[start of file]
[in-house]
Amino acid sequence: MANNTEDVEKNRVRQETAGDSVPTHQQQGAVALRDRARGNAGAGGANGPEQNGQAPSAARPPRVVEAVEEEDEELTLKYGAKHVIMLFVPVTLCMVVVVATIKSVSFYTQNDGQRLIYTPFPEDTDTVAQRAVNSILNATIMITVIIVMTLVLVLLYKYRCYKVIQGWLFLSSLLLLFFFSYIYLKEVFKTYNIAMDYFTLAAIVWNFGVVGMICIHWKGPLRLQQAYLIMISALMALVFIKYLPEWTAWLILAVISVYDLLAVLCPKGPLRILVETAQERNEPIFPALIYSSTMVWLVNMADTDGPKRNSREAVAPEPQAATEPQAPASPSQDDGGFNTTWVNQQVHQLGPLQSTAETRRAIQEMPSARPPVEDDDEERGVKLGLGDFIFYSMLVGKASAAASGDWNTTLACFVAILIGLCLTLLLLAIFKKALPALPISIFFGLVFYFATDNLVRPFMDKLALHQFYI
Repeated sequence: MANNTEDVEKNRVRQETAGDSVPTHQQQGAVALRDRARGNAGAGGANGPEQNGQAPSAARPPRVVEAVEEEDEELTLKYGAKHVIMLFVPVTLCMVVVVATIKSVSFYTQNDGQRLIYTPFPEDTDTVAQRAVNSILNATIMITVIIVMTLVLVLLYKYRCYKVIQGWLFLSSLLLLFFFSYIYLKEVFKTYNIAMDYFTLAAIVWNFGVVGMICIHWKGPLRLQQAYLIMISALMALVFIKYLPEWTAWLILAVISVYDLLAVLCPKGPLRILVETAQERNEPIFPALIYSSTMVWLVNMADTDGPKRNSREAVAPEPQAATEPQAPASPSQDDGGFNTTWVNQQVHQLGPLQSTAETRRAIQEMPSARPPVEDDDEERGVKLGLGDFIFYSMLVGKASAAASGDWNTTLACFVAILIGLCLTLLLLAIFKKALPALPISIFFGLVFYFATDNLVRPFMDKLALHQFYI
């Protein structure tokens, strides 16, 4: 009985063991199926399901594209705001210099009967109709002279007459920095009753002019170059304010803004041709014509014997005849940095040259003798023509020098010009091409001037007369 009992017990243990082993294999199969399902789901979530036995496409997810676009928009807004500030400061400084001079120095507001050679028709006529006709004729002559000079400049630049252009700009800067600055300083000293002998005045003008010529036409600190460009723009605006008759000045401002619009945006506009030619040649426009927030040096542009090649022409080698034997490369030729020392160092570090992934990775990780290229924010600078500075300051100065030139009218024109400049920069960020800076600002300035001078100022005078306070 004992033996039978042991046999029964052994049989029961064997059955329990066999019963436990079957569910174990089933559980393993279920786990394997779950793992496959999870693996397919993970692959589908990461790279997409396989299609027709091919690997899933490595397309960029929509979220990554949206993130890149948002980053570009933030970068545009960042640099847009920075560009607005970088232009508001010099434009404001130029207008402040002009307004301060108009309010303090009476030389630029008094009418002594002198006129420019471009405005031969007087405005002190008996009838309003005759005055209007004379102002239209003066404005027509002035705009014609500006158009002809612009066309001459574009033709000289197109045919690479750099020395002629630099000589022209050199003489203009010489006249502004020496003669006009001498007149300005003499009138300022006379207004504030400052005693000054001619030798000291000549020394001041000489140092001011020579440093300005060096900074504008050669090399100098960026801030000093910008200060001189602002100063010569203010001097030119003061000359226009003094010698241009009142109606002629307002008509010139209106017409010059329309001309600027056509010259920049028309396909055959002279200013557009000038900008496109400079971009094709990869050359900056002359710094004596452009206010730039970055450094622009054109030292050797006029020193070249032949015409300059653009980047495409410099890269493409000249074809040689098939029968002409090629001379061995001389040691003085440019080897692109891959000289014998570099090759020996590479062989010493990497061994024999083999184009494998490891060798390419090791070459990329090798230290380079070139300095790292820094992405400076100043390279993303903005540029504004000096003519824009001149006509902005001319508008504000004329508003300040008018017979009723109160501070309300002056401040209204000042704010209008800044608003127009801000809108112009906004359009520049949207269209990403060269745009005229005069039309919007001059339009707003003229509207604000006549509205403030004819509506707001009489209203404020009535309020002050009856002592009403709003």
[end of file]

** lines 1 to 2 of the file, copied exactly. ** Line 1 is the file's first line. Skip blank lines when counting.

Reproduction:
[in-house]
Amino acid sequence: MANNTEDVEKNRVRQETAGDSVPTHQQQGAVALRDRARGNAGAGGANGPEQNGQAPSAARPPRVVEAVEEEDEELTLKYGAKHVIMLFVPVTLCMVVVVATIKSVSFYTQNDGQRLIYTPFPEDTDTVAQRAVNSILNATIMITVIIVMTLVLVLLYKYRCYKVIQGWLFLSSLLLLFFFSYIYLKEVFKTYNIAMDYFTLAAIVWNFGVVGMICIHWKGPLRLQQAYLIMISALMALVFIKYLPEWTAWLILAVISVYDLLAVLCPKGPLRILVETAQERNEPIFPALIYSSTMVWLVNMADTDGPKRNSREAVAPEPQAATEPQAPASPSQDDGGFNTTWVNQQVHQLGPLQSTAETRRAIQEMPSARPPVEDDDEERGVKLGLGDFIFYSMLVGKASAAASGDWNTTLACFVAILIGLCLTLLLLAIFKKALPALPISIFFGLVFYFATDNLVRPFMDKLALHQFYI